American dialects

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Posted by Mike Zeares on June 27, 1997 at 00:03:41:

In Reply to: Re: Hawkeye's posted by Susan Houck on June 26, 1997 at 18:50:46:

: In some (but not all) scenes, Daniel Day-Lewis' accent sounded suspiciously like that of the western NC area in which the movie was filmed. Not New York, but it is one area of America where TV hasn't totally eliminated the "twang" which is a carryover from the Scots-Irish. English, German, and Cherokee descendants still live in the general area. The area in which the fort was located was inhabited by mostly English. Prior to that, the Catawbas used it as a summer hunting ground. Pot shards and arrowheads ( and now pewter soldiers' buttons!) can be found in the area. Likewise, the Southern Eastern British speech patterns remain .
Very interesting. Perhaps Hawkeye moved around some, that could explain his shifting speech pattern. My own speech is a weird combination of Pennsylvania and Texas. The ethnic groups you mentioned were also settled in upstate New York (except for the Hudson River valley, which remained heavily Dutch.). I am starting to think DDL chose his speech pattern very carefully.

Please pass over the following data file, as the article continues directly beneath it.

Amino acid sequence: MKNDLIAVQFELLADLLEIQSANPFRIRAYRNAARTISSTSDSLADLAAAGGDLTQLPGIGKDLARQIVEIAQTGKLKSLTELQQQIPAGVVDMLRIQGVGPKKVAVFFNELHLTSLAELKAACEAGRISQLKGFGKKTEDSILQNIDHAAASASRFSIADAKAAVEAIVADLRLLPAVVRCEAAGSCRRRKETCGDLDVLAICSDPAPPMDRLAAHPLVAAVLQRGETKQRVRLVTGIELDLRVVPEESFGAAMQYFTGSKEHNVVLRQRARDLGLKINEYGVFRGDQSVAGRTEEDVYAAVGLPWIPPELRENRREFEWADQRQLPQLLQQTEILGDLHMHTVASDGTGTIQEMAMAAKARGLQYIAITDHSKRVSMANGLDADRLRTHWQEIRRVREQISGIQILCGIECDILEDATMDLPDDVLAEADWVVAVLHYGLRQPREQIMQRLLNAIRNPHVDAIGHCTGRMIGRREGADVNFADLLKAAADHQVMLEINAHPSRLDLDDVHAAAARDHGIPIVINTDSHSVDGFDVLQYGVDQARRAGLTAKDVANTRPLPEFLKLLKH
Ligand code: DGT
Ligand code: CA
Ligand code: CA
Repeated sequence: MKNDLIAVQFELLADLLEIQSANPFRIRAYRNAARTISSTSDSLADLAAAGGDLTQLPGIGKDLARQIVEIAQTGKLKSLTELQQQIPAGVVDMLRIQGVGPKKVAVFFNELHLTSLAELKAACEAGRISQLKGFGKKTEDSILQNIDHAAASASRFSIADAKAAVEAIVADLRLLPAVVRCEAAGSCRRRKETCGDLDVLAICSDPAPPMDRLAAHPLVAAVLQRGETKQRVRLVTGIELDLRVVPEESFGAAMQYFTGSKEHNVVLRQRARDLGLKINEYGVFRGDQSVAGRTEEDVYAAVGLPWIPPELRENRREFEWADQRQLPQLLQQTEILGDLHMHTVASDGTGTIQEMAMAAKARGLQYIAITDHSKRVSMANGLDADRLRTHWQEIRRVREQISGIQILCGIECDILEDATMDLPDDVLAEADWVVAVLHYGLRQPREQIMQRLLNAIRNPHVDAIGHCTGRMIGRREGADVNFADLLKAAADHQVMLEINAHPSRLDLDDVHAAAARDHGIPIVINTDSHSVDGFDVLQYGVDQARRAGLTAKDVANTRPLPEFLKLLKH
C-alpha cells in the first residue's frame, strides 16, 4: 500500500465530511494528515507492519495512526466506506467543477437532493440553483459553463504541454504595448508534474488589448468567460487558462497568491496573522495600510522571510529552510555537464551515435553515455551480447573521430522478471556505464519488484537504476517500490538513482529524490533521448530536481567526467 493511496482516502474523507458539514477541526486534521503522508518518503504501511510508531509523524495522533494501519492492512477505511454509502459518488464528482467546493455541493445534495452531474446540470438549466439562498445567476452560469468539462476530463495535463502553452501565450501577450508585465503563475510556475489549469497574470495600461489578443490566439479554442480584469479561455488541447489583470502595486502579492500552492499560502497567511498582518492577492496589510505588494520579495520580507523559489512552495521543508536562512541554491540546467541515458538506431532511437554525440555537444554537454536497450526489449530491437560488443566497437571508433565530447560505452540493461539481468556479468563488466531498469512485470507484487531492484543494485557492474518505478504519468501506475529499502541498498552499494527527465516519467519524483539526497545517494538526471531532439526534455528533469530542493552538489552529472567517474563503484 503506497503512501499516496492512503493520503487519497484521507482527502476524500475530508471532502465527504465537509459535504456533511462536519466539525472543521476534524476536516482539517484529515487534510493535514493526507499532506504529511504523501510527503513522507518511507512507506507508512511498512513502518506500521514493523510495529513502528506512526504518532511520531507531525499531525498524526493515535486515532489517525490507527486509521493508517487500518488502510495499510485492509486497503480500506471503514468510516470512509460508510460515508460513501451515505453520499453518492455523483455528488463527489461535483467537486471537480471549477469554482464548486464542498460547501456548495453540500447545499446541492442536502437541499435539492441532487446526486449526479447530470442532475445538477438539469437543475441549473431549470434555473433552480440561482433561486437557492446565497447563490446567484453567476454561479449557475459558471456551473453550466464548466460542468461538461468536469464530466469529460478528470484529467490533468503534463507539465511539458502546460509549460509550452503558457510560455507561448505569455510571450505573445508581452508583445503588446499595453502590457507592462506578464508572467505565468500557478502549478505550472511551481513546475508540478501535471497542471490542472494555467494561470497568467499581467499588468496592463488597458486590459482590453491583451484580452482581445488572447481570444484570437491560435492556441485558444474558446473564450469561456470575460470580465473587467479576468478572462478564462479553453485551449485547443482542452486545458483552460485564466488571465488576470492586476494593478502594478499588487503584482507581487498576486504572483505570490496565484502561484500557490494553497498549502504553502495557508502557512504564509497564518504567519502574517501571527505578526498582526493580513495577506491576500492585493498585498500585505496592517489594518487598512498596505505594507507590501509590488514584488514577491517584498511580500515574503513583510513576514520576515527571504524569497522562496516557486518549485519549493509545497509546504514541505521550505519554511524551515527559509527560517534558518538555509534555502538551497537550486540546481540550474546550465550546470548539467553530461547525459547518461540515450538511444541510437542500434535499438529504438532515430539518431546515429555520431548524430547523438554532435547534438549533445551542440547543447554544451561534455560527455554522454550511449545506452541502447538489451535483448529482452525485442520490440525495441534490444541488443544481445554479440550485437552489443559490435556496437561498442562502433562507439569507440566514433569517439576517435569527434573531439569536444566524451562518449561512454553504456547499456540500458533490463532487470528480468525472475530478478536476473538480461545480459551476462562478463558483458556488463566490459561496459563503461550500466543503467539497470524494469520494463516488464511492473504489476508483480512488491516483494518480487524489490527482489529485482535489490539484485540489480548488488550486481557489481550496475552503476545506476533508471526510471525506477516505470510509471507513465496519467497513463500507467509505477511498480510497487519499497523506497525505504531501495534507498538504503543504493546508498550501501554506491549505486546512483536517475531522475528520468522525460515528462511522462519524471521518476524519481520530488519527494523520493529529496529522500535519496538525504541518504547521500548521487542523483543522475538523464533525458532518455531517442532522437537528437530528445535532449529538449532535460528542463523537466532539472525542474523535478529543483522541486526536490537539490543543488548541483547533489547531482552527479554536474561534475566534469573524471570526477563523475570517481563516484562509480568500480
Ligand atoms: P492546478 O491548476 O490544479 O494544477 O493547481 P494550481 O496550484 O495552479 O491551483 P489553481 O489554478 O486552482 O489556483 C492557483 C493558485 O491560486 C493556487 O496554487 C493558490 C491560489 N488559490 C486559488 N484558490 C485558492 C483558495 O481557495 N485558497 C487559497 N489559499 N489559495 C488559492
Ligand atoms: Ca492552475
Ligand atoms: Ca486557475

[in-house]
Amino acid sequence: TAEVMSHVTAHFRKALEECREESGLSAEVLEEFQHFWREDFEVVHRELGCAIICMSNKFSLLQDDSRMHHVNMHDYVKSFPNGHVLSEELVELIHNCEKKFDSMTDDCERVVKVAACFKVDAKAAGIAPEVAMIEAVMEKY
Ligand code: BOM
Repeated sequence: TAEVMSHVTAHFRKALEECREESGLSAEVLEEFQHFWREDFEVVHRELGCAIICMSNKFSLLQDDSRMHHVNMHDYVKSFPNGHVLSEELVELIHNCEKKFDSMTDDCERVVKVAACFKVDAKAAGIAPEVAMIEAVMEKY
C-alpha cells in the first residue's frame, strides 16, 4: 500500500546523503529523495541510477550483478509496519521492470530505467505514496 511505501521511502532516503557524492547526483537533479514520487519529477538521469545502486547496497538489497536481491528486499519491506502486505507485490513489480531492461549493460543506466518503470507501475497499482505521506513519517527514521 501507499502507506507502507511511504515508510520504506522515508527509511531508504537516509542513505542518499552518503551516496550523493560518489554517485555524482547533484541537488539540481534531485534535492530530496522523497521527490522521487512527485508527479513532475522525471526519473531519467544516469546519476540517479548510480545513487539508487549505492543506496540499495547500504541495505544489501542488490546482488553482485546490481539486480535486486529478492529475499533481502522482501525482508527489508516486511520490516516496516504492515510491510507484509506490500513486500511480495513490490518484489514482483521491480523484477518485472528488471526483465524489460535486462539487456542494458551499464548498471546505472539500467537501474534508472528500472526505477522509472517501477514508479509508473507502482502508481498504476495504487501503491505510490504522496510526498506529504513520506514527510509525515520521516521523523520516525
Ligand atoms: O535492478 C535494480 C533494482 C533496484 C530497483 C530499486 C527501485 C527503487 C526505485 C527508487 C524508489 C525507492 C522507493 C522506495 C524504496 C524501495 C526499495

Another interesting remnant dialect is found in a small fishing village on the coast of Virginia. They have been mostly isolated from the rest of the country. According to what I have read, they still speak almost Elizabethan English. There are still some mountain dialects surviving in Appalachia, such as the one in NC. That part of the country isn't completely into the 20th century yet. I'm glad; I'm getting tired of everyone sounding like news anchors. We might as well be Canadians. ;-)

Mike Zeares

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